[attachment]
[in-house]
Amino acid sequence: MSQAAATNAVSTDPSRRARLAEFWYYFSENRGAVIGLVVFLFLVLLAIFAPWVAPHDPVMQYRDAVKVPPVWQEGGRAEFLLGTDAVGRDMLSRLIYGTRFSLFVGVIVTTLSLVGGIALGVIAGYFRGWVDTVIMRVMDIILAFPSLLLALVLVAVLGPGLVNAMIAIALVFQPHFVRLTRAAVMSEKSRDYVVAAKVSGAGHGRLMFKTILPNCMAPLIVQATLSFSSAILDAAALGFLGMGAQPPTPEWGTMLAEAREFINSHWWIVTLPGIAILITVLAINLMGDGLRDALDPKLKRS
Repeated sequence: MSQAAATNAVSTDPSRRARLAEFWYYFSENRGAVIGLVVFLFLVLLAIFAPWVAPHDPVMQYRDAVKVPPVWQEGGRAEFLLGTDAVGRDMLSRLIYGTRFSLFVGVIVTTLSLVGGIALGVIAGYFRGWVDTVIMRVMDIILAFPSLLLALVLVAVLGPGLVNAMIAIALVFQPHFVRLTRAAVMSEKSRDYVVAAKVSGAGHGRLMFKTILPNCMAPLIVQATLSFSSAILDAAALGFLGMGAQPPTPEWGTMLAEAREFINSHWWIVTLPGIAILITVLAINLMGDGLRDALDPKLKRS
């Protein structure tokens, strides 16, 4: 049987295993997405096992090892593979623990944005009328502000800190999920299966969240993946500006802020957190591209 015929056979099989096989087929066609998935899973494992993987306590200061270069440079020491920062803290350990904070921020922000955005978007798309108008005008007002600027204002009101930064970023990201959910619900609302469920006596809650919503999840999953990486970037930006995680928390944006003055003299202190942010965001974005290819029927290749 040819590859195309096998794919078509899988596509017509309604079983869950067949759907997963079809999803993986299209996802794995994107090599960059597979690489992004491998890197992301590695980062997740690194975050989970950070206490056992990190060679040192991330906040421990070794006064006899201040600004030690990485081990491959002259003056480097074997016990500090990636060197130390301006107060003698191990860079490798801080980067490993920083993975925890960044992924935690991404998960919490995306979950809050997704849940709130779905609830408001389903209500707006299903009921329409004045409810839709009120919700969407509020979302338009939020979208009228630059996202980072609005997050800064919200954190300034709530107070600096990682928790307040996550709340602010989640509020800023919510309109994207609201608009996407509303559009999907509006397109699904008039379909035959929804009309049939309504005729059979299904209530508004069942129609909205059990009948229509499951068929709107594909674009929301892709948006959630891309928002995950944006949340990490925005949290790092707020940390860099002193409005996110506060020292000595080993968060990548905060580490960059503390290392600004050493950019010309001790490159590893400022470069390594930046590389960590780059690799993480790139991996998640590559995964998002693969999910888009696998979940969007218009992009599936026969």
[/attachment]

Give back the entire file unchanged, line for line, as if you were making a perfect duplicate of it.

[in-house]
Amino acid sequence: MSQAAATNAVSTDPSRRARLAEFWYYFSENRGAVIGLVVFLFLVLLAIFAPWVAPHDPVMQYRDAVKVPPVWQEGGRAEFLLGTDAVGRDMLSRLIYGTRFSLFVGVIVTTLSLVGGIALGVIAGYFRGWVDTVIMRVMDIILAFPSLLLALVLVAVLGPGLVNAMIAIALVFQPHFVRLTRAAVMSEKSRDYVVAAKVSGAGHGRLMFKTILPNCMAPLIVQATLSFSSAILDAAALGFLGMGAQPPTPEWGTMLAEAREFINSHWWIVTLPGIAILITVLAINLMGDGLRDALDPKLKRS
Repeated sequence: MSQAAATNAVSTDPSRRARLAEFWYYFSENRGAVIGLVVFLFLVLLAIFAPWVAPHDPVMQYRDAVKVPPVWQEGGRAEFLLGTDAVGRDMLSRLIYGTRFSLFVGVIVTTLSLVGGIALGVIAGYFRGWVDTVIMRVMDIILAFPSLLLALVLVAVLGPGLVNAMIAIALVFQPHFVRLTRAAVMSEKSRDYVVAAKVSGAGHGRLMFKTILPNCMAPLIVQATLSFSSAILDAAALGFLGMGAQPPTPEWGTMLAEAREFINSHWWIVTLPGIAILITVLAINLMGDGLRDALDPKLKRS
């Protein structure tokens, strides 16, 4: 049987295993997405096992090892593979623990944005009328502000800190999920299966969240993946500006802020957190591209 015929056979099989096989087929066609998935899973494992993987306590200061270069440079020491920062803290350990904070921020922000955005978007798309108008005008007002600027204002009101930064970023990201959910619900609302469920006596809650919503999840999953990486970037930006995680928390944006003055003299202190942010965001974005290819029927290749 040819590859195309096998794919078509899988596509017509309604079983869950067949759907997963079809999803993986299209996802794995994107090599960059597979690489992004491998890197992301590695980062997740690194975050989970950070206490056992990190060679040192991330906040421990070794006064006899201040600004030690990485081990491959002259003056480097074997016990500090990636060197130390301006107060003698191990860079490798801080980067490993920083993975925890960044992924935690991404998960919490995306979950809050997704849940709130779905609830408001389903209500707006299903009921329409004045409810839709009120919700969407509020979302338009939020979208009228630059996202980072609005997050800064919200954190300034709530107070600096990682928790307040996550709340602010989640509020800023919510309109994207609201608009996407509303559009999907509006397109699904008039379909035959929804009309049939309504005729059979299904209530508004069942129609909205059990009948229509499951068929709107594909674009929301892709948006959630891309928002995950944006949340990490925005949290790092707020940390860099002193409005996110506060020292000595080993968060990548905060580490960059503390290392600004050493950019010309001790490159590893400022470069390594930046590389960590780059690799993480790139991996998640590559995964998002693969999910888009696998979940969007218009992009599936026969």